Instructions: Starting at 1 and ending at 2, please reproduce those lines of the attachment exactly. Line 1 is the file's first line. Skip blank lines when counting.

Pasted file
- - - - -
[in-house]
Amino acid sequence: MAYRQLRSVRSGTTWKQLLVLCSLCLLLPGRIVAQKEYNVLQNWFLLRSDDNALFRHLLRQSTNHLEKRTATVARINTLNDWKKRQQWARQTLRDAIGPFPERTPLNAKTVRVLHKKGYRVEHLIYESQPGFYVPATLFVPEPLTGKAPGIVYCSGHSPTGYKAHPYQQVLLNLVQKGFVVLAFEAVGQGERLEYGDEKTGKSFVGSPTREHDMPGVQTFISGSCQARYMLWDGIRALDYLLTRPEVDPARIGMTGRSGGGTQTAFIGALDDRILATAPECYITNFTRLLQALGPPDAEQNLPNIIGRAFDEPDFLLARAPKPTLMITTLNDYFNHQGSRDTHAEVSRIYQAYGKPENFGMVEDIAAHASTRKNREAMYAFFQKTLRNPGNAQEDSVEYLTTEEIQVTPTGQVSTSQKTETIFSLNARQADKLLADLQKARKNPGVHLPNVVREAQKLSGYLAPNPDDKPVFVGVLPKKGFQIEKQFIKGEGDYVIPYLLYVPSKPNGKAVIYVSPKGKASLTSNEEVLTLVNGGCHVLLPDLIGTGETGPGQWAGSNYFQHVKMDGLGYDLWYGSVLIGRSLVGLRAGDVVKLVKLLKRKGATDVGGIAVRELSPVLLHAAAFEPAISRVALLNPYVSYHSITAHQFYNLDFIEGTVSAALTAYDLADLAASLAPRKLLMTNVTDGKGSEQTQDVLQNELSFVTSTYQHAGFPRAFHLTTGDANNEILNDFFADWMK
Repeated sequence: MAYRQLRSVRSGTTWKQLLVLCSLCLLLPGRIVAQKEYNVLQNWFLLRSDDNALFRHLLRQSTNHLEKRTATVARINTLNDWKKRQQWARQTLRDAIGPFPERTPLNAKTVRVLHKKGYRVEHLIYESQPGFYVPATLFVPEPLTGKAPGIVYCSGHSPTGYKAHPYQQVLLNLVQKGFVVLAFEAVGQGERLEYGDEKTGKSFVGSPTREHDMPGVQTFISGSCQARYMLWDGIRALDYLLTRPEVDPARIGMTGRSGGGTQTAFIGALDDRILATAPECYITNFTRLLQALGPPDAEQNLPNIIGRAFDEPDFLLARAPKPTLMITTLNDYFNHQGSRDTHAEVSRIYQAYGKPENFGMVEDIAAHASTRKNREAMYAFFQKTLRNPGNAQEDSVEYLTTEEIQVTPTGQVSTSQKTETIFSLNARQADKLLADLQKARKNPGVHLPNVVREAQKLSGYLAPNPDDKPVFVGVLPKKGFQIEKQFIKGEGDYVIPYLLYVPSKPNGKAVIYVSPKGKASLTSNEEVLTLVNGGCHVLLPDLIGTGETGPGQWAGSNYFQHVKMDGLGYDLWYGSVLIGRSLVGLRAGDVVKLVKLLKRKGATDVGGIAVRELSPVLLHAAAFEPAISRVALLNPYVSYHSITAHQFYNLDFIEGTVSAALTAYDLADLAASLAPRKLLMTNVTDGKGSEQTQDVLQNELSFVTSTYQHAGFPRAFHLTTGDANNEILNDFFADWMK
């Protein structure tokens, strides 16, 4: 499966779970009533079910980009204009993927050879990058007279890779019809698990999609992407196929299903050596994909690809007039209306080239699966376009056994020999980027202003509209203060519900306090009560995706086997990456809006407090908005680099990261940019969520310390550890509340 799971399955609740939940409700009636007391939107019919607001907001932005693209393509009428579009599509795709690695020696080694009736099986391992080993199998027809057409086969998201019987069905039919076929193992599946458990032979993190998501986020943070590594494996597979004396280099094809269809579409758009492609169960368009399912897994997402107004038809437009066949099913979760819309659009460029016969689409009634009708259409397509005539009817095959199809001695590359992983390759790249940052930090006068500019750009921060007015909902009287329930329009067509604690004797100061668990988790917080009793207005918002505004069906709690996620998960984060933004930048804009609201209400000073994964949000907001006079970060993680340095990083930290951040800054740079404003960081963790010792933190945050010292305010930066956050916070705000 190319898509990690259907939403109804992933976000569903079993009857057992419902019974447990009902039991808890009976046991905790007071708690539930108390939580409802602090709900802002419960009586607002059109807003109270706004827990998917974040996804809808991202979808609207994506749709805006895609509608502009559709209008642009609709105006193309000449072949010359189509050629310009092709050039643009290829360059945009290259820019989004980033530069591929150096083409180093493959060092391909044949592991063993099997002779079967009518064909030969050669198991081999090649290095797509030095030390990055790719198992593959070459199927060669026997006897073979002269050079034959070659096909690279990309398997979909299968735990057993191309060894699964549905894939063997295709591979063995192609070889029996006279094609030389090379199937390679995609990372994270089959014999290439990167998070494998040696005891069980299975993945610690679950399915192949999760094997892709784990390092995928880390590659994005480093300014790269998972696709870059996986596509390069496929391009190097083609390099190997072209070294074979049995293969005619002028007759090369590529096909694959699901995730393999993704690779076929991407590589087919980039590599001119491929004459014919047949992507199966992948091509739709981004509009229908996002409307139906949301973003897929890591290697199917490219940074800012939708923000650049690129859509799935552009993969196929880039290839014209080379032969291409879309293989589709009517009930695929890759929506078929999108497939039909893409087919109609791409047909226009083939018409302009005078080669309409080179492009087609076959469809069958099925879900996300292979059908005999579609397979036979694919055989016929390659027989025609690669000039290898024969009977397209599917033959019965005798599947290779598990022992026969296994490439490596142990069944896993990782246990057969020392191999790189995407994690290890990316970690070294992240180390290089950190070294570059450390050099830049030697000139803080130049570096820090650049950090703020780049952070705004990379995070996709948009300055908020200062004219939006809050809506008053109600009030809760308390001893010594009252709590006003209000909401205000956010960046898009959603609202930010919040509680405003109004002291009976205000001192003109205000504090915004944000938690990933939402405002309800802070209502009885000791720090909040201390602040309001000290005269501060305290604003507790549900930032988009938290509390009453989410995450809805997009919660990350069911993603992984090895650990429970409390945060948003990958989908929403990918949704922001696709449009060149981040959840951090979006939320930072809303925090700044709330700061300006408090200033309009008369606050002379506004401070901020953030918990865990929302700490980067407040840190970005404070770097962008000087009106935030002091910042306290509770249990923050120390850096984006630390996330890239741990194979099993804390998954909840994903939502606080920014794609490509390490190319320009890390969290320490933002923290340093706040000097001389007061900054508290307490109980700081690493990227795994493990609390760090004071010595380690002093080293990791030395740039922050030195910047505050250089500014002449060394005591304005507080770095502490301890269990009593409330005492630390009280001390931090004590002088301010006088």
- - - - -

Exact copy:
[in-house]
Amino acid sequence: MAYRQLRSVRSGTTWKQLLVLCSLCLLLPGRIVAQKEYNVLQNWFLLRSDDNALFRHLLRQSTNHLEKRTATVARINTLNDWKKRQQWARQTLRDAIGPFPERTPLNAKTVRVLHKKGYRVEHLIYESQPGFYVPATLFVPEPLTGKAPGIVYCSGHSPTGYKAHPYQQVLLNLVQKGFVVLAFEAVGQGERLEYGDEKTGKSFVGSPTREHDMPGVQTFISGSCQARYMLWDGIRALDYLLTRPEVDPARIGMTGRSGGGTQTAFIGALDDRILATAPECYITNFTRLLQALGPPDAEQNLPNIIGRAFDEPDFLLARAPKPTLMITTLNDYFNHQGSRDTHAEVSRIYQAYGKPENFGMVEDIAAHASTRKNREAMYAFFQKTLRNPGNAQEDSVEYLTTEEIQVTPTGQVSTSQKTETIFSLNARQADKLLADLQKARKNPGVHLPNVVREAQKLSGYLAPNPDDKPVFVGVLPKKGFQIEKQFIKGEGDYVIPYLLYVPSKPNGKAVIYVSPKGKASLTSNEEVLTLVNGGCHVLLPDLIGTGETGPGQWAGSNYFQHVKMDGLGYDLWYGSVLIGRSLVGLRAGDVVKLVKLLKRKGATDVGGIAVRELSPVLLHAAAFEPAISRVALLNPYVSYHSITAHQFYNLDFIEGTVSAALTAYDLADLAASLAPRKLLMTNVTDGKGSEQTQDVLQNELSFVTSTYQHAGFPRAFHLTTGDANNEILNDFFADWMK